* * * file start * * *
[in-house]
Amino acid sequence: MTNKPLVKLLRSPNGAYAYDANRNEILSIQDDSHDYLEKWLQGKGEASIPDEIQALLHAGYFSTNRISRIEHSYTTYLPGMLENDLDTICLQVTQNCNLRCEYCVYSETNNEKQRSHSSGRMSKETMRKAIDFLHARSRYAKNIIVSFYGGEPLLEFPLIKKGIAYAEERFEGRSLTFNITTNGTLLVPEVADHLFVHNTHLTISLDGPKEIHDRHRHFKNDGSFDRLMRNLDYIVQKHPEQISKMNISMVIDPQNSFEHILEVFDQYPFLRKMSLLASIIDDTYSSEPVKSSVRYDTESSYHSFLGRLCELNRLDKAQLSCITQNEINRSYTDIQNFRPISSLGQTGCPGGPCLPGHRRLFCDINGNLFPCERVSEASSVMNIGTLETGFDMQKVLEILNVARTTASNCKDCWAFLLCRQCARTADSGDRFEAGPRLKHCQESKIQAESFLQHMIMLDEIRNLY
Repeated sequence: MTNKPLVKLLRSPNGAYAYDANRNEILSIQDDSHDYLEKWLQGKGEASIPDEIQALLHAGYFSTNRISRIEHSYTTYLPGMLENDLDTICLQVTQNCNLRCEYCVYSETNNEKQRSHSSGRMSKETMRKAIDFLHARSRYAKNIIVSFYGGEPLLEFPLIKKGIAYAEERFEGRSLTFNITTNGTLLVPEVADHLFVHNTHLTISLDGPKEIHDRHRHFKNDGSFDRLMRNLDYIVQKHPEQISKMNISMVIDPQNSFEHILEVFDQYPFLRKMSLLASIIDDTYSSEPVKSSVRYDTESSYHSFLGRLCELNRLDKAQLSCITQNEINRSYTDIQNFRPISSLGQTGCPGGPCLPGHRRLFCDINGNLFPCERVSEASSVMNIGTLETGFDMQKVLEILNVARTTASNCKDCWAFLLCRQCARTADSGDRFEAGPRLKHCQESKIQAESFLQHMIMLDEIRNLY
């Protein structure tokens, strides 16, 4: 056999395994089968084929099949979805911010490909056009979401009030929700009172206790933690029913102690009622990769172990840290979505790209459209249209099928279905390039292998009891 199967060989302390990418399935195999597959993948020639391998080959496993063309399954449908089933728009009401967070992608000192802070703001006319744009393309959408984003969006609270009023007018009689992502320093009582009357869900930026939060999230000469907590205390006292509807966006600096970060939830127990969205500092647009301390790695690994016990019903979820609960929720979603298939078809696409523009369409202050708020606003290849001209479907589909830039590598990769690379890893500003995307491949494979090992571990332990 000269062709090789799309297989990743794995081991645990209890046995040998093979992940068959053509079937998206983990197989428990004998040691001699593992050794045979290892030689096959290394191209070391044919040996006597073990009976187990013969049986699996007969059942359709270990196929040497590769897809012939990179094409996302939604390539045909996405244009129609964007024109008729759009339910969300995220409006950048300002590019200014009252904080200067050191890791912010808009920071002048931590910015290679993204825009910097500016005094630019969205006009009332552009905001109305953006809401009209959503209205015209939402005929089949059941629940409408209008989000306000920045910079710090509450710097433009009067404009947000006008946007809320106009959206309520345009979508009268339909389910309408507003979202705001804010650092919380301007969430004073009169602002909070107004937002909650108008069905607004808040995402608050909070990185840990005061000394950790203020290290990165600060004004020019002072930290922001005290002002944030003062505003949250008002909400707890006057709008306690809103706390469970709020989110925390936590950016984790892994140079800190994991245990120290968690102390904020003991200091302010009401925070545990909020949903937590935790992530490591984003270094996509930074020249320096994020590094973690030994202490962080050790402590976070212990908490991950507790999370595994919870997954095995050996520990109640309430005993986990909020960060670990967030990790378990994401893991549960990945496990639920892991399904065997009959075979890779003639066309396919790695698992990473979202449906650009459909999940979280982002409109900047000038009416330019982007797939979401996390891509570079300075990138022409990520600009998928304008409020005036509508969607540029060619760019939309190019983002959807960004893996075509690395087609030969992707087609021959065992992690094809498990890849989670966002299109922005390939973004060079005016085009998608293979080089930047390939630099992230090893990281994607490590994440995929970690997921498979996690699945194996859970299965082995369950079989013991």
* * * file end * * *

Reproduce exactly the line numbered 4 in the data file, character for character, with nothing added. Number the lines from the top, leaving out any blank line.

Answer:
């Protein structure tokens, strides 16, 4: 056999395994089968084929099949979805911010490909056009979401009030929700009172206790933690029913102690009622990769172990840290979505790209459209249209099928279905390039292998009891 199967060989302390990418399935195999597959993948020639391998080959496993063309399954449908089933728009009401967070992608000192802070703001006319744009393309959408984003969006609270009023007018009689992502320093009582009357869900930026939060999230000469907590205390006292509807966006600096970060939830127990969205500092647009301390790695690994016990019903979820609960929720979603298939078809696409523009369409202050708020606003290849001209479907589909830039590598990769690379890893500003995307491949494979090992571990332990 000269062709090789799309297989990743794995081991645990209890046995040998093979992940068959053509079937998206983990197989428990004998040691001699593992050794045979290892030689096959290394191209070391044919040996006597073990009976187990013969049986699996007969059942359709270990196929040497590769897809012939990179094409996302939604390539045909996405244009129609964007024109008729759009339910969300995220409006950048300002590019200014009252904080200067050191890791912010808009920071002048931590910015290679993204825009910097500016005094630019969205006009009332552009905001109305953006809401009209959503209205015209939402005929089949059941629940409408209008989000306000920045910079710090509450710097433009009067404009947000006008946007809320106009959206309520345009979508009268339909389910309408507003979202705001804010650092919380301007969430004073009169602002909070107004937002909650108008069905607004808040995402608050909070990185840990005061000394950790203020290290990165600060004004020019002072930290922001005290002002944030003062505003949250008002909400707890006057709008306690809103706390469970709020989110925390936590950016984790892994140079800190994991245990120290968690102390904020003991200091302010009401925070545990909020949903937590935790992530490591984003270094996509930074020249320096994020590094973690030994202490962080050790402590976070212990908490991950507790999370595994919870997954095995050996520990109640309430005993986990909020960060670990967030990790378990994401893991549960990945496990639920892991399904065997009959075979890779003639066309396919790695698992990473979202449906650009459909999940979280982002409109900047000038009416330019982007797939979401996390891509570079300075990138022409990520600009998928304008409020005036509508969607540029060619760019939309190019983002959807960004893996075509690395087609030969992707087609021959065992992690094809498990890849989670966002299109922005390939973004060079005016085009998608293979080089930047390939630099992230090893990281994607490590994440995929970690997921498979996690699945194996859970299965082995369950079989013991």